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This page is intended to outline considerations specific to Moksha.
Currently in Moksha entries there are efforts to show word stress in the headword line when it doesn't fall on the first syllable, e.g., ведьгемонце (vedʹgemonce). This is done by providing head=ведьге́монце to the head template. When the stress is on the first syllable, no such indication is made.
Developments in Moksha orthography can be roughly divided in 3 "eras."
fennougrica.kansalliskirjasto.fi features more than 1.5 thousand digitized (OCR'd) publications in Moksha (also, majority appears to be released into the public domain) from circa 1920 ~ 1950.
The orthography is usually practically identical to modern (second era), however, in some cases there are "phoneticized" spellings (that don't really provide any extra clues of the pronunciation of a word), e.g., the sg. def. nom. suffix is -s' and one can encounter spellings of def. form of parazit as parazic' (phonetically /parazitsj/), the modern spelling of this form would be parazits' having the exact same pronunciation but showing the sg. def. nom. ending.
Such spellings are still featured in quotes from these books, if necessary the modern form is indicated in square brackets.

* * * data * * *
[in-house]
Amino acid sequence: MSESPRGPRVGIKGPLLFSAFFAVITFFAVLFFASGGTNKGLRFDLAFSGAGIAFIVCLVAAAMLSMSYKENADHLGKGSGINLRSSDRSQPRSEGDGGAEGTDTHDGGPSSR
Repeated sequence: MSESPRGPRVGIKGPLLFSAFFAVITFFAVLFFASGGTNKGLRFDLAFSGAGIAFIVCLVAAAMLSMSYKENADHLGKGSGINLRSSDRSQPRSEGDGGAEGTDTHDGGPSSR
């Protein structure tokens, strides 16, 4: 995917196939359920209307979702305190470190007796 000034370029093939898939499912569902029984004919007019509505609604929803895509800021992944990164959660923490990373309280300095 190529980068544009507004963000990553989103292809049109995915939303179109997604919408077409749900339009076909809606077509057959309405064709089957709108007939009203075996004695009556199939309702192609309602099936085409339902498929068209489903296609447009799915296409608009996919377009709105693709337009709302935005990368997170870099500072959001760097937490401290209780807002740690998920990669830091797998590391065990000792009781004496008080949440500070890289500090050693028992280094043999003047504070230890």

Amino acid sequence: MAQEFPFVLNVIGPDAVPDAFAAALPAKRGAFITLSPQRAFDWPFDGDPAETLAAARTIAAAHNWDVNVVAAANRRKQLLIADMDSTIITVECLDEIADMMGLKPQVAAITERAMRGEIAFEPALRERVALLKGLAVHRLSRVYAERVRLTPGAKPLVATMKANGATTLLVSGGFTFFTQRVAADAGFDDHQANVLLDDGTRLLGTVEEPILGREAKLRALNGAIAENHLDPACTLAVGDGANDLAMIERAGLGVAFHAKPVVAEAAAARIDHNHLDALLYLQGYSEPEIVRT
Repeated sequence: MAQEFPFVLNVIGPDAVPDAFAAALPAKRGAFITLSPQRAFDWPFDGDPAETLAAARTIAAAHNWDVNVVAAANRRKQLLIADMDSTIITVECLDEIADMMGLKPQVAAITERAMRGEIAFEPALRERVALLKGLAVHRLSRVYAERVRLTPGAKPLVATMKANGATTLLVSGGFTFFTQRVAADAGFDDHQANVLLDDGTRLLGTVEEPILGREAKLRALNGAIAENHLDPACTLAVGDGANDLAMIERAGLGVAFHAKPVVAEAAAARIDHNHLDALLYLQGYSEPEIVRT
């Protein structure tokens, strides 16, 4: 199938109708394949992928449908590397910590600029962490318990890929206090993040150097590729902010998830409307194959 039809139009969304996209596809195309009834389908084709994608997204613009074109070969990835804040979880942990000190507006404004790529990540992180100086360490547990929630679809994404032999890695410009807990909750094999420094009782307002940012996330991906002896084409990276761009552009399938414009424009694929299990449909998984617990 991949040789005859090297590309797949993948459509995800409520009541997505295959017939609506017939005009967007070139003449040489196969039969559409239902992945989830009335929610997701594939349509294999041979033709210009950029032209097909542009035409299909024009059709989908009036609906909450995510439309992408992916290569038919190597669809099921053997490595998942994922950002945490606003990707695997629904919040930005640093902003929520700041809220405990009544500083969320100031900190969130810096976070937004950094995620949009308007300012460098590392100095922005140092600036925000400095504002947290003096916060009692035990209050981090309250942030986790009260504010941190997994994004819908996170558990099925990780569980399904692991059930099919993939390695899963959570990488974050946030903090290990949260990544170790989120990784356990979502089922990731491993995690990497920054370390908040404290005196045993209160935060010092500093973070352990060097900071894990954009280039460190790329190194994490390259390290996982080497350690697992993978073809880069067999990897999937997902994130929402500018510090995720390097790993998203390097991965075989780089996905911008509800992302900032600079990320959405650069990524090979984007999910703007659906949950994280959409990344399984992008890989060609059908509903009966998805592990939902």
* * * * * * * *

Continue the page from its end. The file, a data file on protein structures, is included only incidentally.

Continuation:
90's and 2000's (de facto standard)
This is considered the most recent and the most consistent form of Moksha orthography, featured in, for example, Poljakov's books. Furthermore aside from minor inconsistencies it is largely identical with the first era.
The reform of 2010
A law was passed in 2010 (http://docs.cntd.ru/document/906303002) introducing rather drastic changes, striving to follow "the morphological principle" in their words. Orthographic indication of many consonant shifts is supposed to be deprecated (-t in particular precipitates many shifts), e.g., m to p shift is not to be indicated, thus sinonimt, antonimt instead of sinonipt, antonipt. The plural-only indication of assimilation by voicedness is abolished, though in the second era orthography it allows differentiating indef. pl. nom. (ветть (vettʹ)) and def. sg. gen. (ведть (vedtʹ)) in soft d-stems.
As of writing this, this reform is being largely ignored in Wiktionary's coverage of the Moksha language, as the single most important criterion on Wiktionary is usage in durably archived (print) media.